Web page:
Pyroclasm - Grin with cat attached — LiveJournal
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Pyroclasm Feb. 6th, 2003 08:02 am
I don't know why bradfitz (& co) put up with this.

Anyone know if he's got an amazon wishlist?

Or possibly a fund for the heart bypass he's going to need soon.

$2.09 pcm is bloody cheap. And there's generally someone who'll handle the money for you if you can't yourself. Or in extreme cases buy you an account if you smile nicely at them ;)

Not that it's just the free users complaining, or that I'm trying to get at them. But that just seems (narrowly) the least rational complaint of a long list.

Personally I suspect the limits should be more like 5/20/25, as the objective is to clip abusers rather than impose a limit people are likely to hit, but the chances of getting that point through the firestorm are pretty much zero.


From: emomisy
Date: February 6th, 2003 - 02:03 am (Link)
I doubt he has time to read all those...

I think its perfectly reasonable. The number of users has grown bigger than they ever expected, there are limited resources, it makes sense to ration them, and they have held off doing this for a long time.

Admittedly 5 posts for free users would be better, but he says it may increase to that anyway.

This has just given the beginnings of an idea though...
From: ghoti
Date: February 6th, 2003 - 04:58 am (Link)
Well, I'll not be upgrading to a paid account, because I spong ff my friends/lovers enough already.

I don't even know whether the thing about 'early adopters' means I'm a 3 post person or a 10 post person. What's an early adopter?
From: wechsler
Date: February 6th, 2003 - 05:14 am (Link)
Early adopters are people who used the code at the very earliest point, and there aren't that many of them. You're a free user.
From: ghoti
Date: February 6th, 2003 - 06:26 am (Link)
Thankyou, I'm a bit clueless. I thoutght it was probably something like that, but that there was an outside chance that 'before there was a referral system' was what was meant by early adopter.

From: hfnuala
Date: February 6th, 2003 - 07:22 am (Link)
I'm surprised he hasn't said fuck the lot of you and pulled the plug.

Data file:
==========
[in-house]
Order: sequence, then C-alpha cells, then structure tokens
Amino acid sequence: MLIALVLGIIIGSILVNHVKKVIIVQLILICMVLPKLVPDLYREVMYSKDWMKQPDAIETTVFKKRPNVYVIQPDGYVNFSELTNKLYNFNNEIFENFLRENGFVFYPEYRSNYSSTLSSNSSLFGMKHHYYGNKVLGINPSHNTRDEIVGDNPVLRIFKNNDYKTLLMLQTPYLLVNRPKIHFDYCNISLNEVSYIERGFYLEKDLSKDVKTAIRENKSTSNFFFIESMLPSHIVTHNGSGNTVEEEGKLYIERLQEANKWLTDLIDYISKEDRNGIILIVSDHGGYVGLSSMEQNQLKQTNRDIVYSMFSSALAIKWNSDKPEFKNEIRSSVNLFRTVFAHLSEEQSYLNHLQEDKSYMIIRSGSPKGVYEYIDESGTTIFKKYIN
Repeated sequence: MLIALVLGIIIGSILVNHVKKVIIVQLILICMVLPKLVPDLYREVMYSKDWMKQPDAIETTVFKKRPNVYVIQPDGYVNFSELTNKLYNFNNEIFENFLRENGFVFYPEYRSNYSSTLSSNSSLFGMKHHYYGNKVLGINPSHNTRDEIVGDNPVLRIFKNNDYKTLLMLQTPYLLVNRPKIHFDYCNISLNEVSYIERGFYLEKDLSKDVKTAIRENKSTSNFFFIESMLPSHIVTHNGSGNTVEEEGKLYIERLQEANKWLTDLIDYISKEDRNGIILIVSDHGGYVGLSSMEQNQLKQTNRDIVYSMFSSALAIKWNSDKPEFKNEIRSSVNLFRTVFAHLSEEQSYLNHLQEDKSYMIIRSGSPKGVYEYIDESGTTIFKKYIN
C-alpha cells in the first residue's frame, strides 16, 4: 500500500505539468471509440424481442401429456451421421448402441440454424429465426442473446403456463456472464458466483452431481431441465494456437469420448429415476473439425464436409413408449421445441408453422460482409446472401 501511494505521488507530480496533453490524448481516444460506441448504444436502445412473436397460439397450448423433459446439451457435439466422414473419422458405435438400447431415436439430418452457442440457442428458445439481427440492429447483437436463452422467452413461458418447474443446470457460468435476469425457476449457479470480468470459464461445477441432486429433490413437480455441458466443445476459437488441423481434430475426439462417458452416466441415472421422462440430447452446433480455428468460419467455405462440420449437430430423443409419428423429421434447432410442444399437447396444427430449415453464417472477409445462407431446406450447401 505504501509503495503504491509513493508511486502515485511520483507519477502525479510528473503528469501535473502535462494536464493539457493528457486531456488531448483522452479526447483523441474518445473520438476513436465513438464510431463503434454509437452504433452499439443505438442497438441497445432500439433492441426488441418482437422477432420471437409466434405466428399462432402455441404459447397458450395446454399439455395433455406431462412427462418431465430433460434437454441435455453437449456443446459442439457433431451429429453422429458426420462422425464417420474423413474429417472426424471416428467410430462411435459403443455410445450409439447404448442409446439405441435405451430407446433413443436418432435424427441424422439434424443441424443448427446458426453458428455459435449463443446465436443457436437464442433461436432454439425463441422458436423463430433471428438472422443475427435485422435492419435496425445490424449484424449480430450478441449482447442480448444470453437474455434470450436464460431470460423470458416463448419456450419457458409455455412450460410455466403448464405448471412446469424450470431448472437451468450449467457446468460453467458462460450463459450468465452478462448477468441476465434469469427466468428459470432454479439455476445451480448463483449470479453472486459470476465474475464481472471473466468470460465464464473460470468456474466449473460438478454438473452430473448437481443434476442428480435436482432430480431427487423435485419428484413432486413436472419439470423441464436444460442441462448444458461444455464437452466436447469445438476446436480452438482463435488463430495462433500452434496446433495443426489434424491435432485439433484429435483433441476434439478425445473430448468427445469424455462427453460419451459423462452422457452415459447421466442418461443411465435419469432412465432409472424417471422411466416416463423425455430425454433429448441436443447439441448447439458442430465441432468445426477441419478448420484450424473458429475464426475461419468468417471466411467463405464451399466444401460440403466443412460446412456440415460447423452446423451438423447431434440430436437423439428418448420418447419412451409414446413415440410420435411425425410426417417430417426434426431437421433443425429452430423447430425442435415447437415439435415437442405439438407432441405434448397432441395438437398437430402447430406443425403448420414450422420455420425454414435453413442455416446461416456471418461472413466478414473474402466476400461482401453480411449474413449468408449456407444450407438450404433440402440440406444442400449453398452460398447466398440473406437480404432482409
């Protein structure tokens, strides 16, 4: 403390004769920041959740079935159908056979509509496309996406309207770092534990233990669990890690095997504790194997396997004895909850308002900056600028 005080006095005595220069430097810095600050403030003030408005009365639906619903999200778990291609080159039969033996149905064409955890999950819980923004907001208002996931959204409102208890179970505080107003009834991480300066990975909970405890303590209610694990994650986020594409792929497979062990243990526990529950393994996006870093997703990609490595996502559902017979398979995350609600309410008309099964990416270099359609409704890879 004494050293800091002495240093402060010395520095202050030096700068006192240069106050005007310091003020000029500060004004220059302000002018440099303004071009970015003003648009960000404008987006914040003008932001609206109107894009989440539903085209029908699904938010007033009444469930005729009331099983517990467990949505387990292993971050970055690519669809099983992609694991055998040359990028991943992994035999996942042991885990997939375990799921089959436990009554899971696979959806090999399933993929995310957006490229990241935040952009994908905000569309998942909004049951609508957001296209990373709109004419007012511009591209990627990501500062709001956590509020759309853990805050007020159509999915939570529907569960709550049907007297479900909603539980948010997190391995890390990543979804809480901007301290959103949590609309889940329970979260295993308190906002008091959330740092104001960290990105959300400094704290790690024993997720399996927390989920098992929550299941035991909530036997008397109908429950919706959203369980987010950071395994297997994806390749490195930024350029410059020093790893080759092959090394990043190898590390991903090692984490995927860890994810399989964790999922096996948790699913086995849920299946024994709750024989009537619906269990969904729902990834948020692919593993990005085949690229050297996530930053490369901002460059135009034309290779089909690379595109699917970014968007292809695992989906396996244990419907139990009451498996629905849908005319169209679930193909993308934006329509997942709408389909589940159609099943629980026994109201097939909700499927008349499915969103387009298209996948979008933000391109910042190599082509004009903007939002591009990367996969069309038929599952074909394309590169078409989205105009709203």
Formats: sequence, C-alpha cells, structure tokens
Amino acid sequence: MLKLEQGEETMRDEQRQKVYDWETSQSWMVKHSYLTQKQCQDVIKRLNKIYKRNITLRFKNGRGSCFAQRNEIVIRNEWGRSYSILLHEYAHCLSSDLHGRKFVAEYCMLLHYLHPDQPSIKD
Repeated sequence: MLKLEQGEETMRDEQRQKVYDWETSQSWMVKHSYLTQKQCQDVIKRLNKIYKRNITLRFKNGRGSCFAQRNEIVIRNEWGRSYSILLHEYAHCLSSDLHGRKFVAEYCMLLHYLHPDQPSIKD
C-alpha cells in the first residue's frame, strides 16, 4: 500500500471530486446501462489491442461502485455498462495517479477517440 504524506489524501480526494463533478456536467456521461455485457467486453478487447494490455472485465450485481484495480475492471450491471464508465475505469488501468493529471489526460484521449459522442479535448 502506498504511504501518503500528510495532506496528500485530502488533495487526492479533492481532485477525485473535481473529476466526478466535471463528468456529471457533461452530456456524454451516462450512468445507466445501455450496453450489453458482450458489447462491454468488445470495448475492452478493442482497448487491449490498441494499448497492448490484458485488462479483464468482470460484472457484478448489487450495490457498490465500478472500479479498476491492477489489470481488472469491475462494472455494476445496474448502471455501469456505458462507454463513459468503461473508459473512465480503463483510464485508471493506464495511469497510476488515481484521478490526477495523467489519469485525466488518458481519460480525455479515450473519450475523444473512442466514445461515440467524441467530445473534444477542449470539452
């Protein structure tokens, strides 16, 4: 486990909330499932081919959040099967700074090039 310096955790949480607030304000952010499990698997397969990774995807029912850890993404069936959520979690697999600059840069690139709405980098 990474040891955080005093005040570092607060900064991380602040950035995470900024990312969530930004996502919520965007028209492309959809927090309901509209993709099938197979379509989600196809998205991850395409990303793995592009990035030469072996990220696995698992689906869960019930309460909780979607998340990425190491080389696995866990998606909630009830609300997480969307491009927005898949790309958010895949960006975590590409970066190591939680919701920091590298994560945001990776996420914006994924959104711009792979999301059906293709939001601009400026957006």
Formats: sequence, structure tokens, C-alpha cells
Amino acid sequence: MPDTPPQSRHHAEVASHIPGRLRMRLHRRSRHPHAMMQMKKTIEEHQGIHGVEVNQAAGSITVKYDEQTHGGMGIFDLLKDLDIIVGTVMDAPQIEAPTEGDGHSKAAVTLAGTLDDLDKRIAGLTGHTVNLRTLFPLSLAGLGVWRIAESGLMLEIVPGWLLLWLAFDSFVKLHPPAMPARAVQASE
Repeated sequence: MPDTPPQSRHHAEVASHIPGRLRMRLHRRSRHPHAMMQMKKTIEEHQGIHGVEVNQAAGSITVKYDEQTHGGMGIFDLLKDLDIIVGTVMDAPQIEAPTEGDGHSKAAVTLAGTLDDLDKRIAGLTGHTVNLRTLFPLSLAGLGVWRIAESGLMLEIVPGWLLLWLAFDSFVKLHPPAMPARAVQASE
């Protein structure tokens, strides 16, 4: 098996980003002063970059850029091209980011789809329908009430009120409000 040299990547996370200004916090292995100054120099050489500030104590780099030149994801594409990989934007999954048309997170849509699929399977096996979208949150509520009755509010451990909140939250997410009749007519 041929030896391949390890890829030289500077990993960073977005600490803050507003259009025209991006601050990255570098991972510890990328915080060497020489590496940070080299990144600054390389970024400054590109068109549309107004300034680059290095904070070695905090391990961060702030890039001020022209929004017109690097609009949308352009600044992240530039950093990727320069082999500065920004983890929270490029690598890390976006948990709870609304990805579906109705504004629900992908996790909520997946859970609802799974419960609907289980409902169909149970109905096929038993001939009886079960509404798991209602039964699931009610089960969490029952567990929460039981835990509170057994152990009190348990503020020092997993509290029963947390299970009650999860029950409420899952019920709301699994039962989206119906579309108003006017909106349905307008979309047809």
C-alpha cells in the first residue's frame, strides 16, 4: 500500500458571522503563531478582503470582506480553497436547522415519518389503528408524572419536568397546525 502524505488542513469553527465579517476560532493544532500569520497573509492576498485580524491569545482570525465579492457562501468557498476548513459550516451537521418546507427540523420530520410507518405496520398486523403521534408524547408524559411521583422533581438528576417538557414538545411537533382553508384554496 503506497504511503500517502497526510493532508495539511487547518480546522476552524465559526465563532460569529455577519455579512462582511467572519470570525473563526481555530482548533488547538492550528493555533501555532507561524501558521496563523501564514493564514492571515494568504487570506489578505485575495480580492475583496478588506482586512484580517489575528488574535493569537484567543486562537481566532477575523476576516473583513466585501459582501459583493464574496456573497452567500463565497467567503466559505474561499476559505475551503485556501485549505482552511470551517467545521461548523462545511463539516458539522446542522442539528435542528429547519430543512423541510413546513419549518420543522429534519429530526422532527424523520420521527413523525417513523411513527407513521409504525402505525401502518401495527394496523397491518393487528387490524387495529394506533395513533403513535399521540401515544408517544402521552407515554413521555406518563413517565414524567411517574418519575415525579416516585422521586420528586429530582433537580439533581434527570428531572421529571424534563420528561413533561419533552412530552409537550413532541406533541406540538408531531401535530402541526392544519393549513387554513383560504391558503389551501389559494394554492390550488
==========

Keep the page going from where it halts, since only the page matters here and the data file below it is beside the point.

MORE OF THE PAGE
I suspect a lot of the people who are being so up in arms really have no idea of what the costs must be for lj. And for what is, really, nothing. I've paid 1) a year's paid account (25 dollars) plus 2) a pernament account (100 dollars) plus a few donations here and there. All told, I've probably given lj less than 200 dollars and I've got to use it for a year and a half and always found it reliable. No way could I have this level of service for 200 dollars a year if I took all my toys away and tried to set something up for myself. And I could have had it for free.

oh yeah

From: hfnuala
Date: February 6th, 2003 - 07:43 am (Link)
I'm not saying 200 dollars a year is nothing, just that it couldn't buy this just for me. I'm lucky to be relatively well off and I don't resent subsidising others. I just wish people would remember what a good deal it is.
From: wechsler
Date: February 6th, 2003 - 08:01 am (Link)
It costs me GBP120 per year for my share in a colo server; I could, given time, write code that runs on that server and does most of what LJ does.

At some point, as part of IP5, I will.

But I'll stick with LJ, because a) I've already paid for life usage and b) a single system will always be far better integrated than seperate and remote ones.

And the value of the time I'll have to put in to write this code will be rather more than the permanent account cost.
From: mrph
Date: February 6th, 2003 - 07:58 am (Link)
To be fair, unless you were reading it at 2AMish this morning, you missed the bits that were deserving of criticism. I have no objection to the post-limits, although I think they could possibly be a little higher (and I agree that there should be a way to pay for a higher limit, if you really want one).

But that post went up without the clarifications - making it unclear how comments and posts to communities counted - and the post limits were immediately switched on.

While I think the idea's workable, launching it that way is incredibly daft customer relations - especially as the first some people knew about it was when a post they were writing "when the switch was flipped" was rejected. If it's going to be based on a 24 hour rolling window, surely it's sense to provide at least 24 hours warning and a clear description of the changes?

Good points

From: wechsler
Date: February 6th, 2003 - 08:23 am (Link)
Which had escaped me in my early-morning state when I wrote this.
See also: http://www.livejournal.com/talkread.bml?journal=rho&itemid=153567
and my comment thereto.